Reported as Turks, Greeks to share foxhole:
Regional rivals Turkey and Greece have agreed to expand military cooperation as part of new confidence-building measures, including the establishment of a joint military unit for NATO missions for the first time in their history, the foreign ministers of the two countries announced in Athens yesterday.
The decision made public during Turkish Foreign Minister Ali Babacan's official visit to Greece is highly significant since the two countries stopped just short of going to war not long ago over a string of islands in the Aegean. To many outsiders the crisis in 1996 was triggered by a sovereignty dispute over two tiny barren islets inhabited only by goats. But it was not the first time the two came to the brink of war. In 1987 Turkey and Greece almost went to war over the issue of oil and gas exploration in the Aegean.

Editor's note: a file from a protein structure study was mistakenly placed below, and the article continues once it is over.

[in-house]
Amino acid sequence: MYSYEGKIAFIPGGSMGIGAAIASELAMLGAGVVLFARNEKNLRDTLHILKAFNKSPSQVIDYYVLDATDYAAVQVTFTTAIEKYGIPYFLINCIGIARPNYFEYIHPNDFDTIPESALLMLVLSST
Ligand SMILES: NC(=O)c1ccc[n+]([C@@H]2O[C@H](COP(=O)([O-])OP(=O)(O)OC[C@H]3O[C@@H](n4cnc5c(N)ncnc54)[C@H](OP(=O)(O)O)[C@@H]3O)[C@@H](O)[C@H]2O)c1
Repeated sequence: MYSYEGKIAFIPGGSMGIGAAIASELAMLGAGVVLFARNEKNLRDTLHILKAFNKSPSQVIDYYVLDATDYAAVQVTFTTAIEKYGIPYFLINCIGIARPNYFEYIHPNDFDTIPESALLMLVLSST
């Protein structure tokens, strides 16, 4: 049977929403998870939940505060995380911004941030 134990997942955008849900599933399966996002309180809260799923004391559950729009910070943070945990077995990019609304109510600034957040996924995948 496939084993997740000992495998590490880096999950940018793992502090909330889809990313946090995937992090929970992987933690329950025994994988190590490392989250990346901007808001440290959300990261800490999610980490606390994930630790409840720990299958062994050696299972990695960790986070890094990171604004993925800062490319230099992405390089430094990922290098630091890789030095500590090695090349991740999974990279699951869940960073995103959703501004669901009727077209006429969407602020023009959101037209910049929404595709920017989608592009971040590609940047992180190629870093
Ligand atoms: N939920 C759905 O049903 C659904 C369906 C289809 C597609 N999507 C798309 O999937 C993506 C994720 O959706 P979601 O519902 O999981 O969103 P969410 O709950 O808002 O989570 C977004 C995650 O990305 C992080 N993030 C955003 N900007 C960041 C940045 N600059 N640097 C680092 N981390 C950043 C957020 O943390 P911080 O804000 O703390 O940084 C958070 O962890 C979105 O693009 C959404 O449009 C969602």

Following the process of rapprochement that started in 1999 relations between the two countries have improved with each passing day but the positive atmosphere in bilateral ties has not reflected itself in the military dimension to date. “Dog fights” in Aegean airspace is not a rarity and the Web site of the Turkish Office of General Staff still displays weekly violation of Greek fighters.
The decision to expand military cooperation, the details of which were disclosed during a joint press conference in Athens is an important step in the strengthening of bilateral ties. The armed forces of both countries will expand high-level visits, and conduct joint missions in NATO, disaster assistance efforts and overseas peacekeeping duties, Dora Bakoyannis said during a press conference after talks with Ali Babacan.
“Our relations are developing in a dynamic way ... but this requires continued hard work,” Bakoyannis said. For his part, Babacan underlined that “this new package of confidence-building measures is proof of the will of both countries to improve bilateral ties.”